One of the bigger chills in Australian SLAPP history followed the case of Williams v Lewis in 1997.
When comments by Melbourne University architecture lecturer Dr Miles Lewis which were critical of property developer Lloyd Williams were quoted in The Age in relation to the construction of the Melbourne Casino, retribution in the form of a lawsuit was swift. Williams v Lewis had enormous repercussions for academic freedom in Australia and, in effect, gagged academics from commenting on controversial issues in their respective fields.
When asked by a journalist from The Age what he thought of Williams, Lewis referred to one of Williams’ previous projects, a South Yarra apartment building constructed without the necessary permits. He labelled the developer "a cowboy … who doesn’t take any notice of the law". Lewis, presumably referring to the sections of the casino constructed without approval, went on, "I’m not convinced he’s changed. His track record shows that."
With smaller fish to fry, Williams’ lawyers bypassed Fairfax and promptly served Lewis with a defamation writ, as Brian Walters recounts in his book Slapping On The Writs. Lewis was left high and dry by both Fairfax, who provided him with no support for over a year, and by Melbourne University. Ordinarily universities indemnify academic staff when they speak on matters related to their research — but this was not the case for Dr Lewis. The National Tertiary Education Union’s reaction to the suit was to place a ban on academics speaking to the media in their university capacity.
With the casino all but completed, the case was settled with an apology in 1998. The apology was not an apology per se but rather an apology for what the journalist said might be inferred from the South Yarra scenario. Lewis did not retract the statement that Williams was a "cowboy … with no regard for the law".
Walters describes the aftermath of the case in terms of its chilling effect:
"The proceedings were intimidating, and community debate was suppressed. And the timing of this case was instructive. The writ was issued within days, but not hurried to a hearing. It continued to hover over the debate concerning the casino until there was nothing left to debate, because the casino was already a fact of life."
Greg Ogle argues that law reform, like the anti-SLAPP legislation in place in the US, is needed to protect the public’s right to participate in political debate and protest.
Without legislated protection it is likely there will be more cases similar to the Gunns 20. In fact, as controversy continued in Tasmania’s forests, Gunns sued 13 more activists for protest action at their Triabunna woodchip mill in 2008.
The original writ, against those who became known as the Triabunna 13, included a claim for damages based on the purpose of the defendants’ actions being to "communicate their political beliefs".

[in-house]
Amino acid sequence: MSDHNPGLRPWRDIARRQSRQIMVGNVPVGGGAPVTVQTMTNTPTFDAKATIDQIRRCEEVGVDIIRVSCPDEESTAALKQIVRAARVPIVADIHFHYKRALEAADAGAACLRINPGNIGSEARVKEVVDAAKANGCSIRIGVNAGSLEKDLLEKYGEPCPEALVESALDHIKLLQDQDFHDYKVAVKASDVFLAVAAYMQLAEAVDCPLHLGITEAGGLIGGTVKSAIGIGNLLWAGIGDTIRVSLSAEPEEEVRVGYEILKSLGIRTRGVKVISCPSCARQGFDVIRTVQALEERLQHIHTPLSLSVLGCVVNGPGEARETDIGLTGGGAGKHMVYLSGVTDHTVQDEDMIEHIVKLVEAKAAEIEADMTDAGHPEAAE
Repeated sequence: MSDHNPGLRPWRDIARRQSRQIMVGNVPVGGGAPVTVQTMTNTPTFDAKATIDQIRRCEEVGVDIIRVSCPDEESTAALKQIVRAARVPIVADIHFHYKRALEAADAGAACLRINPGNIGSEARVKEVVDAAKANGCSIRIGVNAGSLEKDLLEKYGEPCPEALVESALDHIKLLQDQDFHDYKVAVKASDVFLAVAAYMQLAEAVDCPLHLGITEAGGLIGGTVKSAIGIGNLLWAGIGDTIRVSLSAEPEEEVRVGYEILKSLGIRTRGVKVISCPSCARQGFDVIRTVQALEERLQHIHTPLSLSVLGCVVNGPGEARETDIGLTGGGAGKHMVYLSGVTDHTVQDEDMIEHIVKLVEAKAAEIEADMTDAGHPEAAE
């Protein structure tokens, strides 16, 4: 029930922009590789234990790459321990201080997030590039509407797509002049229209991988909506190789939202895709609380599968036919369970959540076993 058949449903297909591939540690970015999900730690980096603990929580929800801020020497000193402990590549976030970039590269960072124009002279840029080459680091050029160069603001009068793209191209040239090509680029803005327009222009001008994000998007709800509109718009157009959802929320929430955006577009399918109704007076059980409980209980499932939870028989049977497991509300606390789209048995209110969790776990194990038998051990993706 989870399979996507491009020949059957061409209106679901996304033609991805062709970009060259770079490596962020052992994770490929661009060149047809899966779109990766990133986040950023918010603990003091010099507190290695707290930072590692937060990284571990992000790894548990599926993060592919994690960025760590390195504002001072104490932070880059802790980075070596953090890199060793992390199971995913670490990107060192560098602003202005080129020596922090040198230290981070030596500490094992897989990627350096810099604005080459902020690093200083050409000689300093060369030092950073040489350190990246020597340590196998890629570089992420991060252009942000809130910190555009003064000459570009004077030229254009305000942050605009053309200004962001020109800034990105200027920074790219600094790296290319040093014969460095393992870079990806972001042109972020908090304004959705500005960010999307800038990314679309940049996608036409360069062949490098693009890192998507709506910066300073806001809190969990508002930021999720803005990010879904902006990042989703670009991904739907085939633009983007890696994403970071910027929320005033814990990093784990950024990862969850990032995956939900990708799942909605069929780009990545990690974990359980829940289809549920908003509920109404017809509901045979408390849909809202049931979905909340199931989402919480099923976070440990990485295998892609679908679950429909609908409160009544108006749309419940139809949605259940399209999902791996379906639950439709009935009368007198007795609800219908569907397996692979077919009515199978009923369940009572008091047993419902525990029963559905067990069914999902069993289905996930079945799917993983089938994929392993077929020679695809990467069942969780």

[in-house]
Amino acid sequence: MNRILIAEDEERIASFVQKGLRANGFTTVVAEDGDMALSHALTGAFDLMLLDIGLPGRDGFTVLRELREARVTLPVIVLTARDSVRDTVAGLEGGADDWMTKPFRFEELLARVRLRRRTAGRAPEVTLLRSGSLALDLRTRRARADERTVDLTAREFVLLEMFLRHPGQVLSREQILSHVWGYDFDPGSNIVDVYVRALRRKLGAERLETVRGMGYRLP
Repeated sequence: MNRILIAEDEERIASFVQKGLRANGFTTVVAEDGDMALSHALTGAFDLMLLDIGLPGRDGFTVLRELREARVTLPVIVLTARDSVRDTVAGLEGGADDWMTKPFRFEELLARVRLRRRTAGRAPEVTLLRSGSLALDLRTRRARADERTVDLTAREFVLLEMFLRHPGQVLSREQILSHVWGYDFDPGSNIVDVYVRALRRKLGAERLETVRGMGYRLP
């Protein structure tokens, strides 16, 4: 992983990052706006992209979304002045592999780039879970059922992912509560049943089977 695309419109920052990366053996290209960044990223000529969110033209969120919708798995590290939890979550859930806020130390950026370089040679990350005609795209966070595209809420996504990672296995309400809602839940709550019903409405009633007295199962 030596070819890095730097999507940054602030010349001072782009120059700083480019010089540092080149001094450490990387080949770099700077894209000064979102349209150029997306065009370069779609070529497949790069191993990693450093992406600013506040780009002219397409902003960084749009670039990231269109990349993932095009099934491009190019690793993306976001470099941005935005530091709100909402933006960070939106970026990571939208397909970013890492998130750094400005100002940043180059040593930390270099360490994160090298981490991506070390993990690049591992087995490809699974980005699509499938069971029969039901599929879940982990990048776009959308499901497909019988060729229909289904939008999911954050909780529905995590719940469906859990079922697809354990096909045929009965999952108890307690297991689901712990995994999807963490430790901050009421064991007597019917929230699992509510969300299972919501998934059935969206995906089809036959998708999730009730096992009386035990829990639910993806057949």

In a hearing of the Triabunna case, the Associate Judge of the Supreme Court of Tasmania, Justice Andrew Holt, asked Gunns’ lawyer: "Have you ever heard of the McLibel trial?"
It may have been a pertinent question. The McLibel defendants, Helen Steel and David Morris, a gardener and a postal worker, having nothing to lose, took on the biggest fast food chain in the world. In English libel law the burden of proof lies on the defendants so Morris and Steel had to prove the contested statements in their leaflet were true, effectively putting McDonald’s on trial.
At 314 days in court, the McLibel trial was the longest in English legal history. It saw Steel and Morris march out a massive array of witnesses, including academics, doctors, ex-employees, farmers, environmentalists and an ex-Ronald McDonald clown to prove their claims against McDonald’s.
The court found that the defendants had shown that McDonald’s "exploit children" with their advertising, falsely advertise their food as nutritious, risk the health of their long-term regular customers, are "culpably responsible" for cruelty to animals reared for their products, are "strongly antipathetic" to unions and pay their workers low wages.
Morris and Steel, who had been denied legal aid, then took the British Government to the European Court of Human Rights, claiming they were denied a fair trial. The court ruled that the case had breached their rights to freedom of expression and a fair trial.
The Triabunna 13, most of whom are students or casually employed — with no assets to speak of, don’t have anything to lose either and they have launched a counter-suit against Gunns.
Gunns 20 defendants and alumni have congratulated the 13 and wished them well. Senator Bob Brown observed that they were unlikely to be silenced. "I don’t think they’re going to go away with their tail between their legs just because [Gunns CEO] John Gay and his company issues another writ." He is probably right.